‘God make me holy, and my spirit nerve for the stern hour of strife.’

            The voice of my departed Lord, ‘Go teach all nations,’

            comes on the night air and wakes mine ear.

 

        And when I come to stretch me for the last,

in unattended agony beneath the cocoa’s shade

it will be sweet that I have toiled for other worlds than this.

            The voice of my departed Lord, ‘Go teach all nations,’

             comes on the night air and wakes mine ear.

In 1806, five Williams College students had held the famous Haystack Prayer Meeting which gave rise to the American foreign missionary movement. There was intense interest in foreign missions in New England. The Whole World Kin tells us that The Vermont Telegraph carried the latest news from Burma to the villages and farm-houses of Vermont. Burma was the largest foreign field of the American Baptists missionaries, established by the first and foremost missionary couple Adoniram Judson (1788-1850) and his wife Ann Judson (1789-1826), and there were calls to send out more missionaries to the field. My internet research turned up an essay ‘God and Man in Baptist Hymnals 1784-1844’ by David Singer. Singer argues that hymns popularized and brought to the average church-goer the sophisticated religious concepts that were otherwise the preserve of the theological and intellectual elite. Hymns also reflect doctrinal changes. He traces the change from ‘a strict Calvinism to Arminianism’ in the hymns produced during his period of study, and notes the rise of the number of missionary hymns in the first decades of the nineteenth century. Nathan Brown’s hymn is obviously a part of this upsurge of hymn writing.

In Bronson’s biography, Harriette relates an incident illustrating the tribal love of music. A group of missionaries reached a locality where no white man had yet penetrated. ‘They were confronted by a bristling array of spears, each tipped by deadly poison, and pointed straight toward them.’ One of the missionaries began to play ‘Jesus, lover of my soul’ on his violin. The ‘wild hill men’ were entranced and lowered their spears. ‘And thus,’ writes Harriette, ‘through power of Christian song and melody, the gospel obtained a lodgment in this hitherto inaccessible part of the mountains.’ Several internet sources (here is one) identify the missionary as EP Scott who worked among the Karbis. You can see the evolution of this discourse of the tribal love of music in accounts of the tradition of church music in the Northeast and the success of the Shillong Chamber Choir.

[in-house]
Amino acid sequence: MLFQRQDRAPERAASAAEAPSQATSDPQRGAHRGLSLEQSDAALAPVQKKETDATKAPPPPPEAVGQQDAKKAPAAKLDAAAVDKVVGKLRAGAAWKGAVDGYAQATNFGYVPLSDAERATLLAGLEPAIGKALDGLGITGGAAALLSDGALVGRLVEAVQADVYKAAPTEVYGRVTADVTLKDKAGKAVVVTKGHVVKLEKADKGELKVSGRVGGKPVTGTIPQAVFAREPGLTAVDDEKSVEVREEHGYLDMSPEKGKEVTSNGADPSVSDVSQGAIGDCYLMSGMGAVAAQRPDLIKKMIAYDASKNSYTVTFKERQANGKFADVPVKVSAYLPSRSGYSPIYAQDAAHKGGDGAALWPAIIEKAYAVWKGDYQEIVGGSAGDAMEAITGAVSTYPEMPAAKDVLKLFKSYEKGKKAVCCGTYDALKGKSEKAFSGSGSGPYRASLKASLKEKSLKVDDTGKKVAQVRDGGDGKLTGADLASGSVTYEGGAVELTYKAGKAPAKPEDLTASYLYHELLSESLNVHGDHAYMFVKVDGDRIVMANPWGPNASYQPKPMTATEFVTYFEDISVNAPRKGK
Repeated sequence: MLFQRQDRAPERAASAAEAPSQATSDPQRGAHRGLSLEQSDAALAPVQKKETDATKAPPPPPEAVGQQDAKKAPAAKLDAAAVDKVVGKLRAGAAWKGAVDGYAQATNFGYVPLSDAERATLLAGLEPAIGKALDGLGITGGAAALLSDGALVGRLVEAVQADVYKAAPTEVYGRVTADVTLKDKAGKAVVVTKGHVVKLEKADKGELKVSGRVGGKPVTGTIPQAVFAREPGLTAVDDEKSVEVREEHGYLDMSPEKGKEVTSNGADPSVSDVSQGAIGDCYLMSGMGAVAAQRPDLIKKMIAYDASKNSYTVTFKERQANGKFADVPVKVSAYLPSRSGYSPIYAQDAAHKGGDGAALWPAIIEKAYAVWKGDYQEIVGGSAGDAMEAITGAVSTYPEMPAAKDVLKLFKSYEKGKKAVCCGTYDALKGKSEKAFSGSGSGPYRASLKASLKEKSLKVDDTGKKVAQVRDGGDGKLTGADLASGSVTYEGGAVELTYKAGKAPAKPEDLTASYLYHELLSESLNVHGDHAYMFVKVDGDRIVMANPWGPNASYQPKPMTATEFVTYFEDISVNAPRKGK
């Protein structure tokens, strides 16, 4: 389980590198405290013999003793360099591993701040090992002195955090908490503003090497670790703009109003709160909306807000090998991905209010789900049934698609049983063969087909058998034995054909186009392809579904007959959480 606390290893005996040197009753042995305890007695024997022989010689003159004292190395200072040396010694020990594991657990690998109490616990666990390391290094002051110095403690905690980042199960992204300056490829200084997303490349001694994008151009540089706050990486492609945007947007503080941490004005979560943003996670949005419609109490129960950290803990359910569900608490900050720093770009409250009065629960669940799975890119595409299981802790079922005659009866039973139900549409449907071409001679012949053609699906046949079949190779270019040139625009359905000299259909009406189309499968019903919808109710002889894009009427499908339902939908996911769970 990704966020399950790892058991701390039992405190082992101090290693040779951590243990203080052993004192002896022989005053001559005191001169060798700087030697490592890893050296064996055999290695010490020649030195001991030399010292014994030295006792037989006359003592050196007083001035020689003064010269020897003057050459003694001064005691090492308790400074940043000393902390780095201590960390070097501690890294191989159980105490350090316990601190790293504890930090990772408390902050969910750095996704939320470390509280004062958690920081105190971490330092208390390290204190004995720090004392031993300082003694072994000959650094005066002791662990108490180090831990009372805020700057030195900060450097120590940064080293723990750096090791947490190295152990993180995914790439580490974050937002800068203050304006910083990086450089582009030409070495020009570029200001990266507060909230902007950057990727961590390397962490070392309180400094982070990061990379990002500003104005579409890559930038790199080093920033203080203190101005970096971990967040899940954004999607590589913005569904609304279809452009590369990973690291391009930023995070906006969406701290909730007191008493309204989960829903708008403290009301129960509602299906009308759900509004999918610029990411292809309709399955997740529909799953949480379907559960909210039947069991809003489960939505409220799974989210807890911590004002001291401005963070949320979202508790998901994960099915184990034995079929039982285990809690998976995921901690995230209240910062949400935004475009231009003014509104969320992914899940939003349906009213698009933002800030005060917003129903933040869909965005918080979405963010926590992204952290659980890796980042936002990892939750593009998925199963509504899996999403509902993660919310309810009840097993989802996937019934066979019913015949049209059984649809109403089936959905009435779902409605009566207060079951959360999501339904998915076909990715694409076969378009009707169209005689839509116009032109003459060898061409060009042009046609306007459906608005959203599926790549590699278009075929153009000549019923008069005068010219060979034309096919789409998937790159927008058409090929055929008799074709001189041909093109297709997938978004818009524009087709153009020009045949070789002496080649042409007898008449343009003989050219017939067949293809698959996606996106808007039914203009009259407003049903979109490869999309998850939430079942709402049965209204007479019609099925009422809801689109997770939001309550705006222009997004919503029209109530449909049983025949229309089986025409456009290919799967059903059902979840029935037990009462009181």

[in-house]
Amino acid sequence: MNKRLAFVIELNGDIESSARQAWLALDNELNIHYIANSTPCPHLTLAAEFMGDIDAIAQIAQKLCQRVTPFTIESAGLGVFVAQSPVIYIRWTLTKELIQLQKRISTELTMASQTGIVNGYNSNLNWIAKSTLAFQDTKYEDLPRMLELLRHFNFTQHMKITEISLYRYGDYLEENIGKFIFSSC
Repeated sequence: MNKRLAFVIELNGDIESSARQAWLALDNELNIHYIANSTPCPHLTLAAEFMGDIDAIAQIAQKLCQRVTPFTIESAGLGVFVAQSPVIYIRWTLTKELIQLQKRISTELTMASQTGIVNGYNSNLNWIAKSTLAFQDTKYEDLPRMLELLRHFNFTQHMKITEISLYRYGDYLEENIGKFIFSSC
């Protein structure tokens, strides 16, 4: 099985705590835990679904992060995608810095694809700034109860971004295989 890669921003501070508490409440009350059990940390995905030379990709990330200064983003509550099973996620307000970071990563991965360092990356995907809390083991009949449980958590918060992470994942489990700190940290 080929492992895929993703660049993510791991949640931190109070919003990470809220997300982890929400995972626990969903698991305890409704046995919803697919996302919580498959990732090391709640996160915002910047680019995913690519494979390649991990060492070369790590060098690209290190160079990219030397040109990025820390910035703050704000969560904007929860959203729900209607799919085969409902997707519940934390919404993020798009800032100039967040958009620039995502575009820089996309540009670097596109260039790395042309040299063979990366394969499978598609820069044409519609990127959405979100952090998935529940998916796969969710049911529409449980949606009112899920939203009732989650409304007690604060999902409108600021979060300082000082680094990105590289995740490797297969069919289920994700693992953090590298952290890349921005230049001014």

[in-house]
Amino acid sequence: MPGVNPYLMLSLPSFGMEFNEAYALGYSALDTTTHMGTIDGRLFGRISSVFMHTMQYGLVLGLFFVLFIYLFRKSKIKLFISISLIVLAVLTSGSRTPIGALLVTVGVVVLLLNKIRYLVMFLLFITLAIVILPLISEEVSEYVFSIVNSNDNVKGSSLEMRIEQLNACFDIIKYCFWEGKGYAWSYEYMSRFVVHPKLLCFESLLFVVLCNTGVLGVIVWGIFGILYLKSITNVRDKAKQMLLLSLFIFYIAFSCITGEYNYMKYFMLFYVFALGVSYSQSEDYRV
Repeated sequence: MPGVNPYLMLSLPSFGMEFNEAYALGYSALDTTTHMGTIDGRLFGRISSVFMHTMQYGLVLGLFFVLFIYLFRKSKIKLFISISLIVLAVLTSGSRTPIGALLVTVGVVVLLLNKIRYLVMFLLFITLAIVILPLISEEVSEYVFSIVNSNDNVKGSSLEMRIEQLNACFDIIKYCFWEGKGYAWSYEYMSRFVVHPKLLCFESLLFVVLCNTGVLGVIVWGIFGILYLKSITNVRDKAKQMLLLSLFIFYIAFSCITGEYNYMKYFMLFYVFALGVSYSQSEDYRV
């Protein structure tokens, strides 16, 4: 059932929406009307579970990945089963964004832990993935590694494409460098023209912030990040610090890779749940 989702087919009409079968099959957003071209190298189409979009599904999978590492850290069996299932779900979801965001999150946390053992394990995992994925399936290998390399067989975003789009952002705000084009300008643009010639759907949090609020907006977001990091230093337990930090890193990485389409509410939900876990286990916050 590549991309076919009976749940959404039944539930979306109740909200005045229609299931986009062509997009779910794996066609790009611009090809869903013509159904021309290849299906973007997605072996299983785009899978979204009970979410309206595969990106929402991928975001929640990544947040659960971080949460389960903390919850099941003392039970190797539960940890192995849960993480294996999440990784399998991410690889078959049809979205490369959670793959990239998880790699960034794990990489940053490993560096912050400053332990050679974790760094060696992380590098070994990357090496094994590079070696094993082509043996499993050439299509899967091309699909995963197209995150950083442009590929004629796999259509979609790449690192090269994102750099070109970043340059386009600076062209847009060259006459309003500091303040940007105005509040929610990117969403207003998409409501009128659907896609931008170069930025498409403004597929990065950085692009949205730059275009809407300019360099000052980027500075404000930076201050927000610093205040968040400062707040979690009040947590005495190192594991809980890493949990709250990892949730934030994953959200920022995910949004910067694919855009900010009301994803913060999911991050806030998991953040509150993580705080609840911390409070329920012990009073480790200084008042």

Wikipedia, that modern fount of all knowledge, tells us that as of September 2016 the Bible has been has been wholly and partly translated into 554 and 2,932 languages respectively. It is unlikely we will ever have a reliable figure for all the hymns composed. Sites like hymnary.org and cyberhymnal.org exist and are useful. But these data bases are confined to Western hymns. Accounting for all the hymns translated into indigenous languages as well as composed in them is not impossible but it would be a challenging task requiring the labours of a global team of experts and informants. William Ward (the Assam Baptist missionary, not to be confused with his famous Serampore namesake) is just one of the several hymnists who composed hymns in Assamese. Ward revised the Assamese hymn book called Khristio Dharmageet for a new edition. According to Guwahati Baptist Church pastor Aziz-ul-Haq, Ward added scores of original and translated hymns. In the fourth edition of the book, published in 1890, sixty three hymns were Ward’s.

‘I get one of these hymns in mind,’ wrote Ward in a 1873 letter to Bronson,  ‘and it goes on grinding when I lie awake, or when I wake in the morning, or at odd intervals of other work.’ Ward’s description of hymn composition is not different from the accounts we have of poets describing the creative process of poetic composition. Hymns have been called the ‘poor man’s poetry.’ Perhaps they help articulate feelings and experiences that the average church-goer might not have been able to express on his or her own. I was moved by the story of Charlotte Elliott (1789-1871), the English poet and hymn writer, who was an invalid for the last fifty years of her life. She wrote the hymn ‘Just as I am’ in 1835, and called it her spiritual autobiography. (It was adopted by the famous evangelist Billy Graham as his theme song.) I would not like to disrespect the feelings hymns evoke or dishonour the sincerity behind some justly famous hymns.

Annotating In a Far Country (and reading up on evangelical and missionary print culture) has made me freshly aware of the importance of religion in literature. A list of all the writers influenced by Christianity would have to include Shakespeare, Donne, Milton, Blake, Coleridge, Tennyson, Emily Dickinson, TS Eliot, Frost, and Auden (to mention only poets). That is a roll call of the greatest writers in British and American literature. I have always delighted in telling my students about under-theorized or overlooked genres like the essay or the letter (also known as ‘epistle’ back in the day when email did not exist). For me, hymns are a new discovery. Sadly, I do not have the time or the expertise or the resources to pursue this interest. But for a day or two I was a happy child playing on the beach of a vast sea, the roaring waves in the distance bringing me a dim awareness of the unplumbed depths beneath.